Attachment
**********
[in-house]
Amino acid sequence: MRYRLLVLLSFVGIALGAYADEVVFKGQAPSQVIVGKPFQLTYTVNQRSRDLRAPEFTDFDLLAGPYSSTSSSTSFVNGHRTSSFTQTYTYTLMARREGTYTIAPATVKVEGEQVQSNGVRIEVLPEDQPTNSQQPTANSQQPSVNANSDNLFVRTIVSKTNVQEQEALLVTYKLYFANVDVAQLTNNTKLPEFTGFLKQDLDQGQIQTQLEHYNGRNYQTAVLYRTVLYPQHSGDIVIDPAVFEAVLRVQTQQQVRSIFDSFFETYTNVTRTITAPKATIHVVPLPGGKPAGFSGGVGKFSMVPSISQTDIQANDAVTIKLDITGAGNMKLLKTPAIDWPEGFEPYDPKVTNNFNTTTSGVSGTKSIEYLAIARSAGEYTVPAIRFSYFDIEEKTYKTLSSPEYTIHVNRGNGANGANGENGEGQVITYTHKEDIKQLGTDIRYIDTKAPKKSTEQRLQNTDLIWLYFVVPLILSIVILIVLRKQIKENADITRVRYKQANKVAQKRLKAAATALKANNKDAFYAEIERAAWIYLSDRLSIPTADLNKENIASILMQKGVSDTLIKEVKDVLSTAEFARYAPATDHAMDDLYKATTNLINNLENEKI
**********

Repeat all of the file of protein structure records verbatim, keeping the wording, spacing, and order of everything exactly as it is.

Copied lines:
[in-house]
Amino acid sequence: MRYRLLVLLSFVGIALGAYADEVVFKGQAPSQVIVGKPFQLTYTVNQRSRDLRAPEFTDFDLLAGPYSSTSSSTSFVNGHRTSSFTQTYTYTLMARREGTYTIAPATVKVEGEQVQSNGVRIEVLPEDQPTNSQQPTANSQQPSVNANSDNLFVRTIVSKTNVQEQEALLVTYKLYFANVDVAQLTNNTKLPEFTGFLKQDLDQGQIQTQLEHYNGRNYQTAVLYRTVLYPQHSGDIVIDPAVFEAVLRVQTQQQVRSIFDSFFETYTNVTRTITAPKATIHVVPLPGGKPAGFSGGVGKFSMVPSISQTDIQANDAVTIKLDITGAGNMKLLKTPAIDWPEGFEPYDPKVTNNFNTTTSGVSGTKSIEYLAIARSAGEYTVPAIRFSYFDIEEKTYKTLSSPEYTIHVNRGNGANGANGENGEGQVITYTHKEDIKQLGTDIRYIDTKAPKKSTEQRLQNTDLIWLYFVVPLILSIVILIVLRKQIKENADITRVRYKQANKVAQKRLKAAATALKANNKDAFYAEIERAAWIYLSDRLSIPTADLNKENIASILMQKGVSDTLIKEVKDVLSTAEFARYAPATDHAMDDLYKATTNLINNLENEKI